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  35. A Theory of Sentience.Austen Clark - 2000 - Philosophy 77 (299):135-138.
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  36. Magic Words: How Language Augments Human Computation.Andy Clark - 1998 - In Peter Carruthers & Jill Boucher (eds.), Language and Thought: Interdisciplinary Themes. Cambridge: Cambridge University Press. pp. 162-183.
    Of course, words aren’t magic. Neither are sextants, compasses, maps, slide rules and all the other paraphenelia which have accreted around the basic biological brains of homo sapiens. In the case of these other tools and props, however, it is transparently clear that they function so as to either carry out or to facilitate computational operations important to various human projects. The slide rule transforms complex mathematical problems (ones that would baffle or tax the unaided subject) into simple tasks of (...)
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  37. Finding the Mind: Book Symposium on Supersizing the Mind: Embodiment, Action, and Cognitive Extension. [REVIEW]Andy Clark - 2011 - Philosophical Studies 152 (3):447 - 461.
    Finding the Mind Content Type Journal Article DOI 10.1007/s11098-010-9598-9 Authors Andy Clark, Philosophy, University of Edinburgh, Dugald Stewart Building, 3 Charles Street, Edinburgh, EH8 9AD Scotland, UK Journal Philosophical Studies Online ISSN 1573-0883 Print ISSN 0031-8116.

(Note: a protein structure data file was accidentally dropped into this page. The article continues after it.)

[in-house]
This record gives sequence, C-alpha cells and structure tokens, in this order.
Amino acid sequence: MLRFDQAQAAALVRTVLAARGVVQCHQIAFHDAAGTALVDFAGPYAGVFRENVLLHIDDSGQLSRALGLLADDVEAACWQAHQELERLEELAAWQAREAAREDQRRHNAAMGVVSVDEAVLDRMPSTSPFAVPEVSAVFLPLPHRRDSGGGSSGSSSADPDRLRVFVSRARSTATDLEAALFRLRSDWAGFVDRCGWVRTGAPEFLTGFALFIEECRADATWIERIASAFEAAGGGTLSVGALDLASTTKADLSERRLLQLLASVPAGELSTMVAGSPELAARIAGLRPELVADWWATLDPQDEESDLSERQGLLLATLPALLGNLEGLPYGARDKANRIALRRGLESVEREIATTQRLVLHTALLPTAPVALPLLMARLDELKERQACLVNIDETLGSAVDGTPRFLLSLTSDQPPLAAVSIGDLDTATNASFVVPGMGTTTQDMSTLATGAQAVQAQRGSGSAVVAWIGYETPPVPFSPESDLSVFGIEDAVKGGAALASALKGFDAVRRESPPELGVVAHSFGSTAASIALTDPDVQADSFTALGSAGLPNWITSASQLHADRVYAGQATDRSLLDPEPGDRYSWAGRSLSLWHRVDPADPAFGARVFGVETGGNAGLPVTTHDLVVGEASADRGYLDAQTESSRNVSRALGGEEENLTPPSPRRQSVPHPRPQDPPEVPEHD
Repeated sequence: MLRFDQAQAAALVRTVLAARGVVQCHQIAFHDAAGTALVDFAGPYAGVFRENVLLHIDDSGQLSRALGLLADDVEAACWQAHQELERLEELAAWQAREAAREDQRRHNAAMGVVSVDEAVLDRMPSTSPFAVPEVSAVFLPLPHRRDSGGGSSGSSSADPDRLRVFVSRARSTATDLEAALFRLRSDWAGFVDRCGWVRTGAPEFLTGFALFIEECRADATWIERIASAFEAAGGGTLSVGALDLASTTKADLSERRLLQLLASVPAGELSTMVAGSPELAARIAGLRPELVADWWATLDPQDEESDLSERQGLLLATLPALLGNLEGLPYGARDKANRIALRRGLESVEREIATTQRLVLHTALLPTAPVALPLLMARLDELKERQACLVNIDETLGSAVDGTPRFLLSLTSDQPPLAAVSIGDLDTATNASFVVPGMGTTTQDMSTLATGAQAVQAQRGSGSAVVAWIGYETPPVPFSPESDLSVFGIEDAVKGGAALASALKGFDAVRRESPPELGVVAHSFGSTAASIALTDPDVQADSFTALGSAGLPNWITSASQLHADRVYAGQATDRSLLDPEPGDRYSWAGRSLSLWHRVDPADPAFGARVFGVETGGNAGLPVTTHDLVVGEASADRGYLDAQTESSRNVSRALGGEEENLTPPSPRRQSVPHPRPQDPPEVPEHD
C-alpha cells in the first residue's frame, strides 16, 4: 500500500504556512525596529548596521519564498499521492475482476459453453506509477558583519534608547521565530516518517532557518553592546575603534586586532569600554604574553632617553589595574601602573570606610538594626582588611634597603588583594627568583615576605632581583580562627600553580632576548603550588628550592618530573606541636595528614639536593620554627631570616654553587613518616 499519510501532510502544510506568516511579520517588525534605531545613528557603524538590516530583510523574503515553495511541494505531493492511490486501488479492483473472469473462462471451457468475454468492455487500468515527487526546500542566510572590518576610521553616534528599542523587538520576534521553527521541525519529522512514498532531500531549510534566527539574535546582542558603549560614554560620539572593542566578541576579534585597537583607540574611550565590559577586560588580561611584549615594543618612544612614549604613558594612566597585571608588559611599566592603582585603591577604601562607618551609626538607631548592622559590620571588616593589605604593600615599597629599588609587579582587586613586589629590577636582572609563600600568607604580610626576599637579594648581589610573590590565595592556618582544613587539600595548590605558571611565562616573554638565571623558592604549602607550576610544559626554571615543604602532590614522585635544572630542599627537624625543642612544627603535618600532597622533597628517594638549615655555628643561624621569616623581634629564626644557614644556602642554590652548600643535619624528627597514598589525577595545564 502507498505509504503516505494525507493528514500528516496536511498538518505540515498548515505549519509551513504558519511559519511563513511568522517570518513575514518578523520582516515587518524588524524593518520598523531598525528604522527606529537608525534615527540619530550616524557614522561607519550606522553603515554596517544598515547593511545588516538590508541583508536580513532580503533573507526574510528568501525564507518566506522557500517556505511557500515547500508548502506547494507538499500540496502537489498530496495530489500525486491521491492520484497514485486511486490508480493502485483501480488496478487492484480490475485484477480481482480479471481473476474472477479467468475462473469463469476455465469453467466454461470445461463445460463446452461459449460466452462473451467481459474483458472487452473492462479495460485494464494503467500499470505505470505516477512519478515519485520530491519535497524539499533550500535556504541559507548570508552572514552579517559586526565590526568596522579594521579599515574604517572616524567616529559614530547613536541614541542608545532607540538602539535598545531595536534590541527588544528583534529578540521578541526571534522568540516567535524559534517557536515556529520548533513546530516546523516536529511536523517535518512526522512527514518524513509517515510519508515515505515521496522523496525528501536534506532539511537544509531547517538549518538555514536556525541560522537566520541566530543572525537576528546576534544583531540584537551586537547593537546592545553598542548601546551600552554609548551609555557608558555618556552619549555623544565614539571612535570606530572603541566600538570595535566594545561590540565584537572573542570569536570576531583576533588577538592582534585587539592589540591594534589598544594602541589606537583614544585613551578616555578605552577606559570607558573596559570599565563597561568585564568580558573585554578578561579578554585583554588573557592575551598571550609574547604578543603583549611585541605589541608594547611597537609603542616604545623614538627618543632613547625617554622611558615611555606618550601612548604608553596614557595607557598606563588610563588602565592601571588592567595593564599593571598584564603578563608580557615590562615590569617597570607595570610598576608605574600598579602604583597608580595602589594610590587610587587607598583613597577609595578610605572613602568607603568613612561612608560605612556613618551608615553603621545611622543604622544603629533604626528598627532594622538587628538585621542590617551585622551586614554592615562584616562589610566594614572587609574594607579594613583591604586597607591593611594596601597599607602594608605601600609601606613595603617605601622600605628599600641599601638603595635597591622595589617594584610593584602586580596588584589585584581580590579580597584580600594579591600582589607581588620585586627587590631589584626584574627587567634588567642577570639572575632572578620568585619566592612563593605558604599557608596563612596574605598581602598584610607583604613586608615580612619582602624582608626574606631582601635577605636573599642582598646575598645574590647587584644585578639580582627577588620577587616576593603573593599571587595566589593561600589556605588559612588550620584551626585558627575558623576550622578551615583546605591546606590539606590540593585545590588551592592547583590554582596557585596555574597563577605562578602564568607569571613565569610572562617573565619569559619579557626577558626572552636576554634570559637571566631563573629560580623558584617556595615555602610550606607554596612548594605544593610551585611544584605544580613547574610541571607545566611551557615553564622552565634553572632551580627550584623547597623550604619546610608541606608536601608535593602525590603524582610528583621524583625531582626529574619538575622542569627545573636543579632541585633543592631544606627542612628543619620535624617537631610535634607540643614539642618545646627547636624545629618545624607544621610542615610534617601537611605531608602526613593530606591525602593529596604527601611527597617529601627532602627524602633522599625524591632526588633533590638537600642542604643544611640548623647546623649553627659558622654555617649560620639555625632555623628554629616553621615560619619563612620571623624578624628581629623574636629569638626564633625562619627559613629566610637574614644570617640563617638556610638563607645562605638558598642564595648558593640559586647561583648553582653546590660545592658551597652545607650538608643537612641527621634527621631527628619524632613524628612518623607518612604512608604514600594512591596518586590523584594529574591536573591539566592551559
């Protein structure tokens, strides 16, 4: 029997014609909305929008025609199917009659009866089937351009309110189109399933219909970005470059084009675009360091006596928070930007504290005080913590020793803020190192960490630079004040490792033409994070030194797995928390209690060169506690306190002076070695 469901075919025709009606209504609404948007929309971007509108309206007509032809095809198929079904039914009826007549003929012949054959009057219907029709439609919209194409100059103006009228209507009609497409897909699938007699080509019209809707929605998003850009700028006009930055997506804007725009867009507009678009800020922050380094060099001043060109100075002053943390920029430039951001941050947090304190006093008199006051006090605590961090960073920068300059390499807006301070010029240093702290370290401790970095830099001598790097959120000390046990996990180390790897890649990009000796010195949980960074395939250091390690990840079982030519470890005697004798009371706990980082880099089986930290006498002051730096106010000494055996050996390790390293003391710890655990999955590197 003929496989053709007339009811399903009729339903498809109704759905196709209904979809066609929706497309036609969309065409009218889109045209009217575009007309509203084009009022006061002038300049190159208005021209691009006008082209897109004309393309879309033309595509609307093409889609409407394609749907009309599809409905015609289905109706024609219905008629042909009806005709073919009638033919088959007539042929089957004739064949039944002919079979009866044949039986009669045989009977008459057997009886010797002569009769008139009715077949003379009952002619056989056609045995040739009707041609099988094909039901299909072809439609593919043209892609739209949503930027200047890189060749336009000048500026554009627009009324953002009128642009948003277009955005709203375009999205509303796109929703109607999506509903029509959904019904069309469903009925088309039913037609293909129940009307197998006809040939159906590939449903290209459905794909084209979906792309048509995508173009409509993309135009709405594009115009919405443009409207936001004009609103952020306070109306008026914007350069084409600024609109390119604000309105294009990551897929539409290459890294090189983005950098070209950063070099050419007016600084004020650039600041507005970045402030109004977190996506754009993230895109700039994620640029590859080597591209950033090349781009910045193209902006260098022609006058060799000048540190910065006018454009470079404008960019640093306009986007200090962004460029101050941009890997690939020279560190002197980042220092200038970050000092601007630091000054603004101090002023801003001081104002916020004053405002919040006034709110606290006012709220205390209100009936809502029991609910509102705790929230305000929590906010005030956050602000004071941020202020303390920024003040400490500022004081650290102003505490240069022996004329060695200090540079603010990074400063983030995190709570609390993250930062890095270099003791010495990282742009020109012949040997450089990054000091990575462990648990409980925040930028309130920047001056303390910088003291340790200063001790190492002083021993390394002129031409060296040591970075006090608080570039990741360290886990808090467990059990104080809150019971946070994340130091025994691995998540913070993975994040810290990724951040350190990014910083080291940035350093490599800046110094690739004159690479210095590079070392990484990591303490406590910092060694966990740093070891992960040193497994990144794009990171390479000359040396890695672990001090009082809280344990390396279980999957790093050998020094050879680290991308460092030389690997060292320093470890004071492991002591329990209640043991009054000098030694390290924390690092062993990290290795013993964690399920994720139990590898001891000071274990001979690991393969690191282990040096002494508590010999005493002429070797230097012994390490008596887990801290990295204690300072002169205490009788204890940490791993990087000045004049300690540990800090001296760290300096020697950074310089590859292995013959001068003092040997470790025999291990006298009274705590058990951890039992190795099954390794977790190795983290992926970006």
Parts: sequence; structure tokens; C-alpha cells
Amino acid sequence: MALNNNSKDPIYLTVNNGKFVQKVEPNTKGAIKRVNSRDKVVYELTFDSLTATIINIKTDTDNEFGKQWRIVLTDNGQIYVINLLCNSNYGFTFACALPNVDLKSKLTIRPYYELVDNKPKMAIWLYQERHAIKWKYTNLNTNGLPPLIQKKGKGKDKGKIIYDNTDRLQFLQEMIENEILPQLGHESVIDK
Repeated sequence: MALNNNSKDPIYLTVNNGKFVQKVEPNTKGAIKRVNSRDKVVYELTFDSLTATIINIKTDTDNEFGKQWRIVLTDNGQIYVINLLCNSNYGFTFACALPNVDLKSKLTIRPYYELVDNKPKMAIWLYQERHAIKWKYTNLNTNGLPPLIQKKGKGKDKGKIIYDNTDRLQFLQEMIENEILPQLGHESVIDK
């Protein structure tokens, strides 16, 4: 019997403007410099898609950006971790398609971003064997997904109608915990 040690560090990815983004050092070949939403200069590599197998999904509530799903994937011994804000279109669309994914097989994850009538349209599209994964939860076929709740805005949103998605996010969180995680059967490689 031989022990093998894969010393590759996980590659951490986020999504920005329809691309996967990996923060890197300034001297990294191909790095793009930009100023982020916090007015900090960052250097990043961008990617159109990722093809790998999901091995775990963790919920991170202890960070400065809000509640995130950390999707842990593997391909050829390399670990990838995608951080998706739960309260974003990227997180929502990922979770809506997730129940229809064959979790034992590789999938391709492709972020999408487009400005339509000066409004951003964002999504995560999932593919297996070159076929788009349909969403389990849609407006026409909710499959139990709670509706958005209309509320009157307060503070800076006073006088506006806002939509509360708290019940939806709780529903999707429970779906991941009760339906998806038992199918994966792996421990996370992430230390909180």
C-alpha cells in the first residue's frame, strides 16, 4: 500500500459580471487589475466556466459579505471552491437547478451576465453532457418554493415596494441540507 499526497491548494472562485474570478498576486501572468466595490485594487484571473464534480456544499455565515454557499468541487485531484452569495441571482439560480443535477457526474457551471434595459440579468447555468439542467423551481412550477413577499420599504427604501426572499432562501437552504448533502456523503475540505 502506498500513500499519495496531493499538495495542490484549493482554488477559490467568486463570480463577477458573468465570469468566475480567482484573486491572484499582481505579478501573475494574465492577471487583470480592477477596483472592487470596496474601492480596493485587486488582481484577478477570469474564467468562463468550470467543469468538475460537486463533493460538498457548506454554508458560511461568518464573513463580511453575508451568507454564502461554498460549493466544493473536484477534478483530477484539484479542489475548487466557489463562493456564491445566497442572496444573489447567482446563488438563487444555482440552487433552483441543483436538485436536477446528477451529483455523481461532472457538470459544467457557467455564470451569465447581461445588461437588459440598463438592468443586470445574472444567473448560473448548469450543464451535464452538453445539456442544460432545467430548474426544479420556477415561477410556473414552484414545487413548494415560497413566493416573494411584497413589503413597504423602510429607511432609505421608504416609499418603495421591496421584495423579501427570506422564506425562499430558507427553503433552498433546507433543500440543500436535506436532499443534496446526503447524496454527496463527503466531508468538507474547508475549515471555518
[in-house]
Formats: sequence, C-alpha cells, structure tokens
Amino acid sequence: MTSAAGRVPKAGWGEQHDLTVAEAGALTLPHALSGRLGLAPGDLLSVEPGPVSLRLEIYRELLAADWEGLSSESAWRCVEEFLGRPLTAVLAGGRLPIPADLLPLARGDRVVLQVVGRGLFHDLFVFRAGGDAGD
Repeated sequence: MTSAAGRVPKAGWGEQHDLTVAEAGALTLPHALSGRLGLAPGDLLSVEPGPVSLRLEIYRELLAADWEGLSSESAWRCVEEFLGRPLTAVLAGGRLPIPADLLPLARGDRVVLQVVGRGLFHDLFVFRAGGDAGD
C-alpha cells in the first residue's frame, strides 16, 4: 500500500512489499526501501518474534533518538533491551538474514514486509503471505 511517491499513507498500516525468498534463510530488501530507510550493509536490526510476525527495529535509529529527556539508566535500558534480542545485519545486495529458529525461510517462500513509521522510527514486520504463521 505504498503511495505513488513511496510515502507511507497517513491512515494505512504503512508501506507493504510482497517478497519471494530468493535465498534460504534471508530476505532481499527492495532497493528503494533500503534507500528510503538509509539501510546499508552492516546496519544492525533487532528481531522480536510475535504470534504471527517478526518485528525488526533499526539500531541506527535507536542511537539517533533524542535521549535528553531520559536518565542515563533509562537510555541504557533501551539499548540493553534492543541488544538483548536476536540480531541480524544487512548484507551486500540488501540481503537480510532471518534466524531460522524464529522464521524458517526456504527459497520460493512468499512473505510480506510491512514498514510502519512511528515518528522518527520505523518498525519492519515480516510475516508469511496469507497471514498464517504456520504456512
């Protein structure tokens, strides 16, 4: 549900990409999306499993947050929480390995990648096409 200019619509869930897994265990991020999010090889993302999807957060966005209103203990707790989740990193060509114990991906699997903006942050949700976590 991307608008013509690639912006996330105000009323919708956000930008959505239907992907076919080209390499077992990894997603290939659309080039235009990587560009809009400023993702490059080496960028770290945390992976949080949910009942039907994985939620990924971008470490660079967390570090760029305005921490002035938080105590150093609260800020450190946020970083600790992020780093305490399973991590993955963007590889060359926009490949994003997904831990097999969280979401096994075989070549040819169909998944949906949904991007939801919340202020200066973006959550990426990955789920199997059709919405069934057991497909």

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  38. A Theory of Sentience.Austen Clark - 2000 - Tijdschrift Voor Filosofie 63 (3):622-623.
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  39. Associative Engines: Connectionism, Concepts and Representational Change.Andy Clark - 1994 - British Journal for the Philosophy of Science 45 (4):1047-1058.
     
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  40. Dreaming the Whole Cat: Generative Models, Predictive Processing, and the Enactivist Conception of Perceptual Experience.Andy Clark - 2012 - Mind 121 (483):753-771.
    Does the material basis of conscious experience extend beyond the boundaries of the brain and central nervous system? In Clark 2009 I reviewed a number of ‘enactivist’ arguments for such a view and found none of them compelling. Ward (2012) rejects my analysis on the grounds that the enactivist deploys an essentially world-involving concept of experience that transforms the argumentative landscape in a way that makes the enactivist conclusion inescapable. I present an alternative (prediction-and-generative-model-based) account that neatly accommodates all the (...)
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  41. Beyond the 'Bayesian Blur': Predictive Processing and the Nature of Subjective Experience.Andy Clark - 2018 - Journal of Consciousness Studies 25 (3-4):71-87.